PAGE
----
For American salad lovers, the U.S. Food and Drug Adminstration's warning on the eve of Thanksgiving for all consumers to throw out all their romaine lettuce, less they risk becoming infected with a dangerous strain of Escherichia coli (E. coli) bacteria that had sickened several dozen people in several U.S. states and Canada in October and early November, was bad news.
What made it scary news however is that other than having been traced to romaine lettuce, the FDA had no idea where this latest E. coli contamination event had originated. And with that being the case, all romaine lettuce from all sources was suspect. Because it couldn't isolate the source, the FDA chose to respond to the outbreak by commanding Americans to effectively throw the baby out with the bathwater in the name of safety.
It wasn't until six days later that the FDA finally narrowed the origination point of the E. coli outbreak to romaine lettuce that had been harvested from the Central Coastal growing regions of northern and central California, exonerating romaine lettuce grown in the Arizona desert growing region near Yuma, the California desert growing region near Imperial County and Riverside County, the state of Florida, and Mexico.
Because the Yuma, Arizona growing region supplies approximately 82% of all the nation's lettuce consumed in the period from late-November to early-March each year, the FDA's precautionary warning proved to be a very wasteful event, since none of the romaine lettuce that was harvested in this region was contaminated with the Shiga toxin-producing O157:H7 E. coli strain.
From both the consumer's and the grower's perspectives, it would have been much better if the FDA could have narrowed its focus much faster than it achieved with its current arsenal of technological resources.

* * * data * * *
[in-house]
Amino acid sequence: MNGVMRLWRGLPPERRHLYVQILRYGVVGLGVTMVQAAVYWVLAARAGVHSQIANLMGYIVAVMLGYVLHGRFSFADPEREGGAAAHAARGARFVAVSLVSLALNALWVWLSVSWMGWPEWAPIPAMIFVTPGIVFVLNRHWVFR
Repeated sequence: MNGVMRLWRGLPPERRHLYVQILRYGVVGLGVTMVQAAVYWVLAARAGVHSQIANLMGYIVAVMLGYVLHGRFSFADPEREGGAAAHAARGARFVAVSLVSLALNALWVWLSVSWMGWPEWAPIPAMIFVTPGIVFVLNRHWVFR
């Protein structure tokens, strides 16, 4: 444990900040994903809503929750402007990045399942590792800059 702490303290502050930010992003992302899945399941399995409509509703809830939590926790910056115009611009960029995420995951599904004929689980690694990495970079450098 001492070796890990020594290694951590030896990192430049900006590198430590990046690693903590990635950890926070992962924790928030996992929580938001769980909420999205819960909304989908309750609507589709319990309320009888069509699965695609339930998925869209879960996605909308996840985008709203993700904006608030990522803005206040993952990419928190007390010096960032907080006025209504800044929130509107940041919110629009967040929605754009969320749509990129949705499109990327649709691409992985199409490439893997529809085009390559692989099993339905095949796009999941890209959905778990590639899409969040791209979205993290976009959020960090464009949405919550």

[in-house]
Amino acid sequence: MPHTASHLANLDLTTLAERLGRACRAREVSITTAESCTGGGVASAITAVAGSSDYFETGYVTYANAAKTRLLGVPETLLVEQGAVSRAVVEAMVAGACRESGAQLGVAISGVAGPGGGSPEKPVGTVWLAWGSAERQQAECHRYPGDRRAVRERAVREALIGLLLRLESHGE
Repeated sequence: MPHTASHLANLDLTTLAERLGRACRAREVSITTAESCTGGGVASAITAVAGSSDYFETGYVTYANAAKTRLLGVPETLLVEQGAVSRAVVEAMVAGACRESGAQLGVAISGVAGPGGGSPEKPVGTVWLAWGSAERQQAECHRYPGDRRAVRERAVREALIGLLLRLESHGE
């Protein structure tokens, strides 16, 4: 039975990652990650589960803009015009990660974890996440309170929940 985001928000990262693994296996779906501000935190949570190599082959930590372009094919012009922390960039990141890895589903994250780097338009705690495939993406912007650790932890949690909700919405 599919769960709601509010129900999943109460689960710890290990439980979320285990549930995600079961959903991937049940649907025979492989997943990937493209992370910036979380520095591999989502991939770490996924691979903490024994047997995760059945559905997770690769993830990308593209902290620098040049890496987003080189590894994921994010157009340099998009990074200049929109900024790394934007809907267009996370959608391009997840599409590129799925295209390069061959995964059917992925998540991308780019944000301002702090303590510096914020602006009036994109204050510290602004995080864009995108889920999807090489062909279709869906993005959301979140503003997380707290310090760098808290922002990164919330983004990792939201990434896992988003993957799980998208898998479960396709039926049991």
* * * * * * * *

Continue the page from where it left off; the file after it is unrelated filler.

Believe it or not, the technology behind Bitcoin may provide a much more effective and efficient means of tracing outbreaks back to their sources.
Blockchain makes a supply chain more transparent at an all-new level. It also empowers the entire chain to be more responsive to any food safety disasters. Massive organizations such as Nestlé and Unilever are considering blockchain technologies for that reason.
Walmart, which sells 20 per cent of all food in the U.S., has just completed two blockchain pilot projects. Prior to using blockchain, Walmart conducted a traceback test on mangoes in one of its stores. It took six days, 18 hours, and 26 minutes to trace mangoes back to its original farm.
By using blockchain, Walmart can provide all the information the consumer wants in 2.2 seconds. During an outbreak of disease or contamination, six days is an eternity. A company can save lives by using blockchain technologies.
Blockchain also allows specific products to be traced at any given time, which would help to reduce food waste. For instance, contaminated products can be traced easily and quickly, while safe foods would remain on the shelves and not be sent to landfills.
Going from six-to-seven days of uncertainty in tracing the origin of an E. coli outbreak to 2.2 seconds would represent a major gain to all American consumers, food producers, distributors, and grocers.
Bitcoin may be a bust, but the decentalized ledger accounting made possible by blockchain technology has potential for practical use in the real world. The romaine lettuce scare of Thanksgiving 2018 demonstrates the need - how long might it now take for a viable blockchain solution to be developed and implemented?